Morbidity and mortality from air embolism are directly related to the size of the embolus and the rate of entry. Doses of air greater than 50 ml (1 ml/kg) cause hypotension and dysrhythmias. 300 ml of air entrained rapidly can be lethal. Bronchoconstriction results in increased airway pressure, and wheezing. Other manifestations of air embolism include hypoxemia, hypercapnia and decreased ETCO2 (due to increased functional dead space). Hypotension, cardiac dysrhythmias, and cardiovascular collapse occur as air entrainment continues.


Treatment of air embolism is largely supportive. The surgeon should be informed as soon as the diagnosis is made. N2O diffuses into air bubbles faster than nitrogen can diffuse out, and increases the size of the bubble. If N2O is used, it should be discontinued when an air embolism occurs. FiO2 should be increased to 1.0. The surgeon should flood the surgical field with fluids while open veins are cauterized or exposed bone is waxed. If significant amounts of air have entered the circulation, the jugular veins should be manually occluded. This will prevent additional air from being entrained while the surgeons obtain hemostasis. The blood pressure should be supported with fluid and vasopressors.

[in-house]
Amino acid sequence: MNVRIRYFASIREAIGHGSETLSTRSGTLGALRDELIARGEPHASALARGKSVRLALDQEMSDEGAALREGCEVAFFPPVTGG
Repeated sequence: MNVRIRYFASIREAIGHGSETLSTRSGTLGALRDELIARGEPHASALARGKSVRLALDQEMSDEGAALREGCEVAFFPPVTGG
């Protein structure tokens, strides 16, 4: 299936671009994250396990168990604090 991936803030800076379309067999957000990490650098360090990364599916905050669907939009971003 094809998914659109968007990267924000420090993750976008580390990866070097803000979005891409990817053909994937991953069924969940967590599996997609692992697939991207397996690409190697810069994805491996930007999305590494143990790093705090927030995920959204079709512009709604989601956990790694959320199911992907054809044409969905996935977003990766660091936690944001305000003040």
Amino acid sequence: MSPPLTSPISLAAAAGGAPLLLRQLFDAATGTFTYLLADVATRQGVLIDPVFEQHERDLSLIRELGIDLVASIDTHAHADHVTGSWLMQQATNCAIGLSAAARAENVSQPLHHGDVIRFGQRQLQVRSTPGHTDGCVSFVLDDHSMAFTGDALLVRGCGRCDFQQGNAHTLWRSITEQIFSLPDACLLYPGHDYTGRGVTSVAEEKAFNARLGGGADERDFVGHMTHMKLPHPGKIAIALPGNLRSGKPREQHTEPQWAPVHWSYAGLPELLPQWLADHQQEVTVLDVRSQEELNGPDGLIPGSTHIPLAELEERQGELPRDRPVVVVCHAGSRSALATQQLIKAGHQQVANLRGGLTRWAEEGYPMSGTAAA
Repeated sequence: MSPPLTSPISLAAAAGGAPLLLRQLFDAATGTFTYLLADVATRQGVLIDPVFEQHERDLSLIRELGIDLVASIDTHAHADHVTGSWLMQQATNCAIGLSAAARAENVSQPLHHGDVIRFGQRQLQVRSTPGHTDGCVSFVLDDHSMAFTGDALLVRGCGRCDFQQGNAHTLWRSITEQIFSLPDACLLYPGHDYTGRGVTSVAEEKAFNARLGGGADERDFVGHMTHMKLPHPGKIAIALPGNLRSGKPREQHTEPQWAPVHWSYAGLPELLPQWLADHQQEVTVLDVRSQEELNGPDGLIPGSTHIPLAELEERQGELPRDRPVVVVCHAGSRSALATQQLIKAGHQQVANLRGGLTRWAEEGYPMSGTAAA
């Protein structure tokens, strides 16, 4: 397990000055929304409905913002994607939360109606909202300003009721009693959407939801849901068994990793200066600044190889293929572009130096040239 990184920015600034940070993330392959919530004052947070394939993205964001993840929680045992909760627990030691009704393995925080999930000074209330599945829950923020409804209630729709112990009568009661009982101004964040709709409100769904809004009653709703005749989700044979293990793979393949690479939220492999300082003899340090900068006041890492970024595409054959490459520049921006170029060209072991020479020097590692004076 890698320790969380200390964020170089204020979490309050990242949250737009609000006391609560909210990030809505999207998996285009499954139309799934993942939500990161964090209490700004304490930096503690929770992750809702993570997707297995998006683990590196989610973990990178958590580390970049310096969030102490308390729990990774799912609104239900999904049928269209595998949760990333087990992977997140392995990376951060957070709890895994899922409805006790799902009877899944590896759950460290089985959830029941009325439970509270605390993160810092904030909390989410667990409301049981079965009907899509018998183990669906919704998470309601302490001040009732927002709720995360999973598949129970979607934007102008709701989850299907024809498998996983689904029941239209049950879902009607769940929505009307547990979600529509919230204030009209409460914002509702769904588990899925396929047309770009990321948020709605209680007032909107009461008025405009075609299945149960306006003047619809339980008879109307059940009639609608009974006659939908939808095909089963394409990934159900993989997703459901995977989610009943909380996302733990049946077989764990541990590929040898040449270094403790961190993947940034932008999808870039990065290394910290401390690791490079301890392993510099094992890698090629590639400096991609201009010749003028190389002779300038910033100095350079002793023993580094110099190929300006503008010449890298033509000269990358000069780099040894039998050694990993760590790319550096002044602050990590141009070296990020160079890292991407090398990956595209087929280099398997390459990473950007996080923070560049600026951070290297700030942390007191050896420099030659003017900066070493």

If possible, the operative site should be positioned below the level of the heart. This can be done by tilting the table into the Trendelenberg position. This will increase venous pressure at the operative site and reduce air entrainment. If a large volume of air has been entrained, and surgical conditions permit (i.e., the head is not in pins), positioning the patient in the left lateral decubitus position will help to keep air in the right atrium from entering the ventricle. The right atrial catheter should be aspirated until no more air can be obtained.

If the air embolism is treated promptly and the ETCO2 and pulmonary artery pressures (if monitored) return to normal, then N2O can be carefully reintroduced while monitoring the doppler, ETCO2 and PAP.


Preventive strategies include elevating the head only as much as necessary to obtain adequate exposure. The patient should be hydrated to increase CVP, which decreases the risk of embolism, and to increase LAP, which minimizes the risk of paradoxical embolism to the left side of the circulation. The surgeons should be meticulous about cauterizing and tying blood vessels and applying bone wax.

The use of PEEP during surgery is controversial. Although small amounts of PEEP (5 - 10 cm H20) may reduce the risk of air entrainment, sudden loss of PEEP with air in the right side of the heart (as may happen if the endotracheal tube is disconnected from the anesthesia circuit) may result in a paradoxical air embolus.